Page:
Washington, DC, was hit with a fantastic spell of almost-Fall-like weather the past few days. It was enough for me to get my boxes of Fall/Winter clothes down from the attic.
Yours are sitting in your closet, you say? Well, they really shouldn’t be. (And if you’re lucky enough to have a giant, massive closet, like a few of my clients, then you don’t need to remove your out-of-season clothes entirely, but you should have them sequestered — in garment bags and off to one side.) Here’s why: Those unwearable (because out of season) clothes are a distraction! You open your closet and think you have lots of options, but really, those are things you can’t wear at all, because of the season. (Same goes for the formal gown you wear once a year, your ski parka you last wore three years ago … get the picture?)
So people often ask me how I handle the transition between seasons. Here’s how I do it. On Labor Day, I pull all the true summer stuff from my closet and dresser: the filmy scarves, the fabric bags, the canvas shoes, the bright white, the poplin. Ditto straw, seersucker, eyelet, and the like. It’s over! Stuff you didn’t wear all seasons should exit your life, through a charity donation or a gift to a friend. (Really.) The rest should be cleaned or laundered and stored until next year. At the same time, pull out your Fall/Winter stuff. You know those long-sleeve silk tunics and all the other stuff that SAY Fall but actually isn’t that warm? This is its time! Wear it now, because you know you won’t during the next blizzard.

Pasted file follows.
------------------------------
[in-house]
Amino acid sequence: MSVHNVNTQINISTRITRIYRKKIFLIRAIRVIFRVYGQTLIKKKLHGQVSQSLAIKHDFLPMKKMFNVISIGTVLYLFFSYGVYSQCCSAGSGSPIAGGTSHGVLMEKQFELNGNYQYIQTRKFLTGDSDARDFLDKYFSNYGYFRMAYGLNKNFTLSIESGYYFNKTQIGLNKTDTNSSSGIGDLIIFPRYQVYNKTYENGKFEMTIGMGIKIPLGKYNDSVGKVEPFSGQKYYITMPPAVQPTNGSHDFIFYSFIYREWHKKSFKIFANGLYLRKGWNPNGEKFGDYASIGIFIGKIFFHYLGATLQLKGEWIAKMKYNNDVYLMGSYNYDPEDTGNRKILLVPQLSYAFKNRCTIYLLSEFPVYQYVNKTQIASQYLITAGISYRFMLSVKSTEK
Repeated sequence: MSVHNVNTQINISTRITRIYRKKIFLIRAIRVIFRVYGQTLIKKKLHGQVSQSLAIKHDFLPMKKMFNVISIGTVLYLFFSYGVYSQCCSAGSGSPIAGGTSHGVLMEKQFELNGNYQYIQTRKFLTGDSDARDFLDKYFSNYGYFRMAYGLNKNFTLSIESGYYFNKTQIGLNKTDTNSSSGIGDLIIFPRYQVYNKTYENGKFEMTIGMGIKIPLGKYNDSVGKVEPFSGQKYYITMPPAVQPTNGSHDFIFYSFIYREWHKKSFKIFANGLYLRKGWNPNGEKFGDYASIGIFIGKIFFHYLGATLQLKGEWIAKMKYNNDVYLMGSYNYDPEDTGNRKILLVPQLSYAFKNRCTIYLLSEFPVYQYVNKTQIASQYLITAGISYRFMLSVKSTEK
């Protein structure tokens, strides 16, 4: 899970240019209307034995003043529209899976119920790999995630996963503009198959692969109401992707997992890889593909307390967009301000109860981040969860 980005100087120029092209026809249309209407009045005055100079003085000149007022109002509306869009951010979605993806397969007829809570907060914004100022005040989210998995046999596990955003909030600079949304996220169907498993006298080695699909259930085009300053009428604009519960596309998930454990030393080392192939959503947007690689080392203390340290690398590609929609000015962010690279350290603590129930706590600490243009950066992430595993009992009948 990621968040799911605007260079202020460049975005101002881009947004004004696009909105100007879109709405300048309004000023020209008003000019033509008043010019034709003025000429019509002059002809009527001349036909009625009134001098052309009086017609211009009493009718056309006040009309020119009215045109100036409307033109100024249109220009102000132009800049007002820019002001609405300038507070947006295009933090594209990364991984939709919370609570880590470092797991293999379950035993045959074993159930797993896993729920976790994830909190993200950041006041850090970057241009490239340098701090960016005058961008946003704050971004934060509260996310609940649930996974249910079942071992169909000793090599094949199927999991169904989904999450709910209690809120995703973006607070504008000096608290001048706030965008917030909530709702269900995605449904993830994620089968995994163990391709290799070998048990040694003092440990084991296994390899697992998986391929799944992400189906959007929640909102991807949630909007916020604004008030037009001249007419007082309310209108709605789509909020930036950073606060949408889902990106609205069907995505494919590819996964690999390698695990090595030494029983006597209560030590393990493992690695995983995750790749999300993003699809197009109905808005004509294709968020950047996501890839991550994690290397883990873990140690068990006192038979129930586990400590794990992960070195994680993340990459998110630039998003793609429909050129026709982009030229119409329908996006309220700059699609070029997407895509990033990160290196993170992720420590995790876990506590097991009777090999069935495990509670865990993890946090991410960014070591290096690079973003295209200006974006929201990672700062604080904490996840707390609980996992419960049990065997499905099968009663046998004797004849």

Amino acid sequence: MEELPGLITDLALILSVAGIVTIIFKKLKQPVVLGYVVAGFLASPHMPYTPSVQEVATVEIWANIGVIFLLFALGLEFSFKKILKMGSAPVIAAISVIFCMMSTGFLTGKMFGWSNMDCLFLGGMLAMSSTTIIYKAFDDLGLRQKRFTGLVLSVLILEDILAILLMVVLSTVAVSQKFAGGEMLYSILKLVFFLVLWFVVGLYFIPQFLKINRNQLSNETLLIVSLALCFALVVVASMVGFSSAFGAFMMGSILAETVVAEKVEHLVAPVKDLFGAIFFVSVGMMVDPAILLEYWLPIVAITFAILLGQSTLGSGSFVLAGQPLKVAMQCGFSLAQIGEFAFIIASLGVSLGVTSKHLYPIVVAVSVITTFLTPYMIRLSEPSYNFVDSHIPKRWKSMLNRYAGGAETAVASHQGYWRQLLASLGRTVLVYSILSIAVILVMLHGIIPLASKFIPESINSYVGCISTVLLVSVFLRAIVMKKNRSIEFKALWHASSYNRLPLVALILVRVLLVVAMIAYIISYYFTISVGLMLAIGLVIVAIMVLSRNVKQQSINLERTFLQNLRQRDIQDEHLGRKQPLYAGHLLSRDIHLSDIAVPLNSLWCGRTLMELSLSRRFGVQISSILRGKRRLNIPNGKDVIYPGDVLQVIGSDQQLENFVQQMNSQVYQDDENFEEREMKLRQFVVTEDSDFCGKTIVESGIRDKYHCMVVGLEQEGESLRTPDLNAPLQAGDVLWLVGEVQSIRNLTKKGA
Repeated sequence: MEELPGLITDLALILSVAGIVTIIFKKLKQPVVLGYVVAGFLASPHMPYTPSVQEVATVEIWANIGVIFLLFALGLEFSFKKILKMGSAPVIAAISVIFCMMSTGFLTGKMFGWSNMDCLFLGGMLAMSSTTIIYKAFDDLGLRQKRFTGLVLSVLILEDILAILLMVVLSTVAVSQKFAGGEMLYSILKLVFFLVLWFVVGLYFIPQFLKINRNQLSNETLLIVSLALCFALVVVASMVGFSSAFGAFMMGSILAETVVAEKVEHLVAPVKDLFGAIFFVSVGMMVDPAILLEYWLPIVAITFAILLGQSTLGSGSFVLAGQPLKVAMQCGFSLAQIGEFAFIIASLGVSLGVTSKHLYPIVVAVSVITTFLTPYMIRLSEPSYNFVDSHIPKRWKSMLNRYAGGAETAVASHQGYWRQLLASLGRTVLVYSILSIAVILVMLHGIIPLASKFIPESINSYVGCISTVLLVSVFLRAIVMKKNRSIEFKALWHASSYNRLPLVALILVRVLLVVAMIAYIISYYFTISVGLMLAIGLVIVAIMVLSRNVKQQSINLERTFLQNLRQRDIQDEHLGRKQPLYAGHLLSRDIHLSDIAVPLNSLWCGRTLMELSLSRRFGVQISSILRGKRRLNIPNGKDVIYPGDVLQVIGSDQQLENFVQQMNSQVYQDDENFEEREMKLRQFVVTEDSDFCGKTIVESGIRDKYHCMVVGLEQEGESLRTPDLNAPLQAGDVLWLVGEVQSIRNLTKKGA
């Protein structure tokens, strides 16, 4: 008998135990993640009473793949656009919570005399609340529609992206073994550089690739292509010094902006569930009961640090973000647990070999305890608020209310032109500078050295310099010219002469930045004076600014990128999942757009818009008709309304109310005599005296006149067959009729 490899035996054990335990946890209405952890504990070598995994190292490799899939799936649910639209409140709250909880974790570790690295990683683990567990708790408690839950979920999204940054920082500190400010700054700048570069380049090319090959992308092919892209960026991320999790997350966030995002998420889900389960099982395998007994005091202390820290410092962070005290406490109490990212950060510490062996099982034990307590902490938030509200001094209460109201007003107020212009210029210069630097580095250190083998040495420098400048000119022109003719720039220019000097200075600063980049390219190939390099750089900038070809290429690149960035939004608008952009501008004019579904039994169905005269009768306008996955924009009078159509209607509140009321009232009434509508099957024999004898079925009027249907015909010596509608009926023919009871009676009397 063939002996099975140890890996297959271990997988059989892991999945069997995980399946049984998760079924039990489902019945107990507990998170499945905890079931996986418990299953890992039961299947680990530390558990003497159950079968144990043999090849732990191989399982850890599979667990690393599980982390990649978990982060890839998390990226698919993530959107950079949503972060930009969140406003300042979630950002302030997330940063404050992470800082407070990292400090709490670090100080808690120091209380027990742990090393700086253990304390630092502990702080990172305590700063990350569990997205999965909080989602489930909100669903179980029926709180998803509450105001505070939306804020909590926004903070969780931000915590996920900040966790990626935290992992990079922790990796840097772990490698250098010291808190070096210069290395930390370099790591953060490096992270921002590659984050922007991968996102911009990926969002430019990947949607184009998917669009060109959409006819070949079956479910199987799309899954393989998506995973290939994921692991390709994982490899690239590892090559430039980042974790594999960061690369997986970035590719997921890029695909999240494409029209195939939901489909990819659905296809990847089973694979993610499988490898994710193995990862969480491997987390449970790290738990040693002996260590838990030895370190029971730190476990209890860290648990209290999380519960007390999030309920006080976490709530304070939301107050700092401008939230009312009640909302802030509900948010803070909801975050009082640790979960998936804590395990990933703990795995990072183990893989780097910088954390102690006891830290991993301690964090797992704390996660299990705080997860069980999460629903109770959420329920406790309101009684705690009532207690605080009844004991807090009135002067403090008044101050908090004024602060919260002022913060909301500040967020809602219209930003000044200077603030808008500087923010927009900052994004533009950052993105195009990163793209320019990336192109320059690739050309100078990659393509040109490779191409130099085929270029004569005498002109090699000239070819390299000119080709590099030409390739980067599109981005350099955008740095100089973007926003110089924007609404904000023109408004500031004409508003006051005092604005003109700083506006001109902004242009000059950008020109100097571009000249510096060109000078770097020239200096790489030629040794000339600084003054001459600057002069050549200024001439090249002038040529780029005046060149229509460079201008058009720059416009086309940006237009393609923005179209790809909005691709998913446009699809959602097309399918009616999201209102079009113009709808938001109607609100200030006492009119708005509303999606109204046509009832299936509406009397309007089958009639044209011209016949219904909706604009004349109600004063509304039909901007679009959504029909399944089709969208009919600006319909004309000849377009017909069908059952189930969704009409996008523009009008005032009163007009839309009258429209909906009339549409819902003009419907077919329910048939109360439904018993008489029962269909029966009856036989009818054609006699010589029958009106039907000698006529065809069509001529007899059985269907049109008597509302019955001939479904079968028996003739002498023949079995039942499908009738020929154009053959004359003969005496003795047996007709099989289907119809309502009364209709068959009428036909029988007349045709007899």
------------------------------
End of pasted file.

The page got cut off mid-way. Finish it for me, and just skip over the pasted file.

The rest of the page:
The reality is that those boxes stay in my bedroom for a few weeks, sometimes even a month. That’s the time when we are truly in between seasons. It’s too warm for even my lightest-weight cashmere, and I can still wear some of my silk tanks under other pieces. Then those warm-weather clothes go upstairs for the rest of the season.
And here’s my reward: Looking through my old “friends” from last year, and finding ways to wear them that feel current and very Fall 2010. Wouldn’t you like to do that? It can be a little tricky, so let me know if you’d like some help and support. (Note to readers who don’t live in the Washington, DC, area — this can be accomplished remotely! Just inquire for details.)
How do you handle the transition between seasons? Maybe you’ve got a better way — if so, I’d love to hear it. Drop me a line. And don’t forget to subscribe to this blog feed.